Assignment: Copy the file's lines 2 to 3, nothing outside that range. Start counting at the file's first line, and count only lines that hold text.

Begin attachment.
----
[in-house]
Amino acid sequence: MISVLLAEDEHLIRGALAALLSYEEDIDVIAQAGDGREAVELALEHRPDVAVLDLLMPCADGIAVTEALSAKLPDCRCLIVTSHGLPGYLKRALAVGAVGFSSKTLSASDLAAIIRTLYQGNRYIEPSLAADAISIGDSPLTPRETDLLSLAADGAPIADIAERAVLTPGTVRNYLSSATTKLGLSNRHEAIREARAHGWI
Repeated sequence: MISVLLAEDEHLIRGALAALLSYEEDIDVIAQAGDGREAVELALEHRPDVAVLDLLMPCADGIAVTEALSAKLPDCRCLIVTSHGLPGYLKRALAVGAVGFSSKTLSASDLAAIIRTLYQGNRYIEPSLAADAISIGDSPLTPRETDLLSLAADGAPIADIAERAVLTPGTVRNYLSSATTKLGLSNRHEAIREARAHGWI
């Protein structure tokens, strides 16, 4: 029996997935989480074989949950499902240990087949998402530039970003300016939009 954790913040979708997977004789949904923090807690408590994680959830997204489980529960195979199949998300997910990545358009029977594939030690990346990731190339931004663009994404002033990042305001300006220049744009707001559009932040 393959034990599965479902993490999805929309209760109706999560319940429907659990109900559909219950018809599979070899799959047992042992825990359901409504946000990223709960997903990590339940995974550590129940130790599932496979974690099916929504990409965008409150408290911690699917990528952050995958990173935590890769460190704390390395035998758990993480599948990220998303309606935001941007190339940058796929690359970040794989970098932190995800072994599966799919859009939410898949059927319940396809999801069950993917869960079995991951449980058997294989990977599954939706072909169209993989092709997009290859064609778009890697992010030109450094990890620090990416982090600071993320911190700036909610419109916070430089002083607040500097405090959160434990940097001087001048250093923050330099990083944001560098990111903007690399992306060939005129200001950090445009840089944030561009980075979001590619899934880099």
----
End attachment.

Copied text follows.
Amino acid sequence: MISVLLAEDEHLIRGALAALLSYEEDIDVIAQAGDGREAVELALEHRPDVAVLDLLMPCADGIAVTEALSAKLPDCRCLIVTSHGLPGYLKRALAVGAVGFSSKTLSASDLAAIIRTLYQGNRYIEPSLAADAISIGDSPLTPRETDLLSLAADGAPIADIAERAVLTPGTVRNYLSSATTKLGLSNRHEAIREARAHGWI
Repeated sequence: MISVLLAEDEHLIRGALAALLSYEEDIDVIAQAGDGREAVELALEHRPDVAVLDLLMPCADGIAVTEALSAKLPDCRCLIVTSHGLPGYLKRALAVGAVGFSSKTLSASDLAAIIRTLYQGNRYIEPSLAADAISIGDSPLTPRETDLLSLAADGAPIADIAERAVLTPGTVRNYLSSATTKLGLSNRHEAIREARAHGWI